A 45-year-old intellectually handicapped man is admitted to your Intensive Care Unit for airway management. He was nasally intubated for evacuation of a large dental abscess, which had caused airway compromise.
(b) Within 24 hours he has become febrile, and has developed hypotension and bilateral large pleural effusions. Describe your management of these problems.
The development of a fever within 24 hours of an evacuation of a large dental abscess is not unexpected (infection/inflammation). It would be reasonable to repeat cultures (especially of blood and available sputum) but the antibiotic therapy started to cover the expected causative organisms should not need to be altered. Non-infective causes of fever are possible at this early stage but are less likely. Other sites of infection (seeded from the oral source are possible [eg. osteomyelitis, endocarditis]).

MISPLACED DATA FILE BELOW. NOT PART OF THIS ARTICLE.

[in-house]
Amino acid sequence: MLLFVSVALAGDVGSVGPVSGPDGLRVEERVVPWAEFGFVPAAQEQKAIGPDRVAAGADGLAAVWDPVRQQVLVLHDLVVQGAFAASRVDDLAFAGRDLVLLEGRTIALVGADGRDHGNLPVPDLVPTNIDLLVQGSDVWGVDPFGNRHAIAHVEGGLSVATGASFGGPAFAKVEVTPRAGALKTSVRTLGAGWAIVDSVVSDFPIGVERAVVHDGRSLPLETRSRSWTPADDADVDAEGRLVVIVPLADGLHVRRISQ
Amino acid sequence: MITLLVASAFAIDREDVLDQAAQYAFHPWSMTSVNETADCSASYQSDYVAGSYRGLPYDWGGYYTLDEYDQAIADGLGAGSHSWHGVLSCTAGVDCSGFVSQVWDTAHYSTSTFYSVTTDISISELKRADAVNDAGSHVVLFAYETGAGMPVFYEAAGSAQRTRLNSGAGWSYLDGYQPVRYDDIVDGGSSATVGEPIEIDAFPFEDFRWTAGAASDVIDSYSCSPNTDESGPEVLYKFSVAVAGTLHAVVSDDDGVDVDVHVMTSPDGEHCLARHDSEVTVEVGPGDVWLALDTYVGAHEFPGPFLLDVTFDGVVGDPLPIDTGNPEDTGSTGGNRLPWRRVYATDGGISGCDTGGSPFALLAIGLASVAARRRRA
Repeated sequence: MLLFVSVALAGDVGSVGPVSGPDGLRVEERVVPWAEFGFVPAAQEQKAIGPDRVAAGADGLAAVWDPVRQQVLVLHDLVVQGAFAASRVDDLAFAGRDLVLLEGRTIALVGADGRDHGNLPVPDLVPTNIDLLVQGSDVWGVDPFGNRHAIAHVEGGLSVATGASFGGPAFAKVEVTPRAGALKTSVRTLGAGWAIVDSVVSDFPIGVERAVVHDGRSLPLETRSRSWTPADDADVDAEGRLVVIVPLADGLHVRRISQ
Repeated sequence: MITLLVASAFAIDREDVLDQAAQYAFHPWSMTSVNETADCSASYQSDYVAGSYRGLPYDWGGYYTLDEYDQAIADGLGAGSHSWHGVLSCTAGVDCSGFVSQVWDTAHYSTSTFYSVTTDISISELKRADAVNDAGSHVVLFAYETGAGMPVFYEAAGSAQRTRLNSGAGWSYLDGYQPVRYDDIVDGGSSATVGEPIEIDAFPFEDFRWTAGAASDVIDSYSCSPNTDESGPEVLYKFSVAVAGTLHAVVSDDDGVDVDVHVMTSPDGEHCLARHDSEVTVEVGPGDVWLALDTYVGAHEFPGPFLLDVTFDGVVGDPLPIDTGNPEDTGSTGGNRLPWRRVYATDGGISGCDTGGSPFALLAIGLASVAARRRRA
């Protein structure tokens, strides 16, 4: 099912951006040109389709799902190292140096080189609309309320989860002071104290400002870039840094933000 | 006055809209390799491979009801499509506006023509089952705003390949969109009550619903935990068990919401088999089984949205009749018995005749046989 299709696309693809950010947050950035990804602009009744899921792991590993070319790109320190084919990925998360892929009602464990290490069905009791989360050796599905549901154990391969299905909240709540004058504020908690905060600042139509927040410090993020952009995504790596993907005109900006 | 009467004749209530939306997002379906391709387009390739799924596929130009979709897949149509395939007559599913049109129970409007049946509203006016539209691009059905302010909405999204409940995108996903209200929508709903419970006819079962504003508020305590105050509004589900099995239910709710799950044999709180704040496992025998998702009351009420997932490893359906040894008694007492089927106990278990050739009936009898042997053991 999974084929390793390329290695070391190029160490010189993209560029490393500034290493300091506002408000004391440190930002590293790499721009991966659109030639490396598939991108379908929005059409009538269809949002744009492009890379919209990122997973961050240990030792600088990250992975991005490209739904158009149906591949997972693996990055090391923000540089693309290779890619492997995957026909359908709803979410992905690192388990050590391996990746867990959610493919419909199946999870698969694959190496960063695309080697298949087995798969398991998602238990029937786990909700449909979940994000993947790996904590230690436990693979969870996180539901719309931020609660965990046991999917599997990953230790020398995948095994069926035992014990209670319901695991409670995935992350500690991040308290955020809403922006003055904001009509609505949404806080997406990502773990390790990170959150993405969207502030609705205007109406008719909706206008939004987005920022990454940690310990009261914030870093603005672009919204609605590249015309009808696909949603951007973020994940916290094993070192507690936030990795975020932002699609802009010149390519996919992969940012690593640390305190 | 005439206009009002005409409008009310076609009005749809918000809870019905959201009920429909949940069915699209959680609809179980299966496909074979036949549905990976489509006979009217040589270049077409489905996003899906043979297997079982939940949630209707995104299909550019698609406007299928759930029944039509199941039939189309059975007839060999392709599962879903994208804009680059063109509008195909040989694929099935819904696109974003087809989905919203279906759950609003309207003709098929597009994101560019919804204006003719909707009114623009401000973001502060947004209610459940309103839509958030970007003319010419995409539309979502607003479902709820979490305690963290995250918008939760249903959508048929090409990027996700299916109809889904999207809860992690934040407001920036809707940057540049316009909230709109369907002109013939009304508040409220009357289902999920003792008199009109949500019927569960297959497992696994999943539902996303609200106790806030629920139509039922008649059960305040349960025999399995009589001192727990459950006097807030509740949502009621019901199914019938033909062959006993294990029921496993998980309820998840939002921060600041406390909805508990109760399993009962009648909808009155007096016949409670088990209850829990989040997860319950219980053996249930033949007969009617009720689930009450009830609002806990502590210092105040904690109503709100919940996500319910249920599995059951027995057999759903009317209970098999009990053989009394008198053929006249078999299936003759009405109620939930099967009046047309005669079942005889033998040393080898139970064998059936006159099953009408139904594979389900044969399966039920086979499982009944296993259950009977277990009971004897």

Hypotension should be treated on its merits and could be due to any of or a combination of: hypovoalemia (relative/absolute), cardiogenic (ischaemia, arrhythmia [tachy- or brady-]), obstructive (pulmonary emboli, pericardial collection, tension pneumothorax, large pleural collections) or distributive/vasodilatory (sepsis, anaphylaxis, sedation [removal of endogenous catecholamines , or direct effects]). Management depends on the specific causes but requires a systematic approach (including careful clinical examination, assessment of fluid status ± more invasive assessments [echocardiography, PA catheter or other assessment of cardiac output).
New, large, bilateral pleural effusions are unusual and should be confirmed on more than an Xray appearance (eg. ultrasound, CT scan). Definitive treatment would be drainage via intercostal tube insertion (which would also allow sampling of fluid to be sent for microscopy and culture, protein and electrolytes, and cytology). Specific causes to be considered can be divided into transudative (eg. congestive cardiac failure, low albumin, constrictive pericarditis, ascites) and exudative (eg. pneumonia, intra-abdominal abscesses, oesophageal rupture, chylothorax). Treatment needs to also address the underlying cause.
A systematic approach is called for.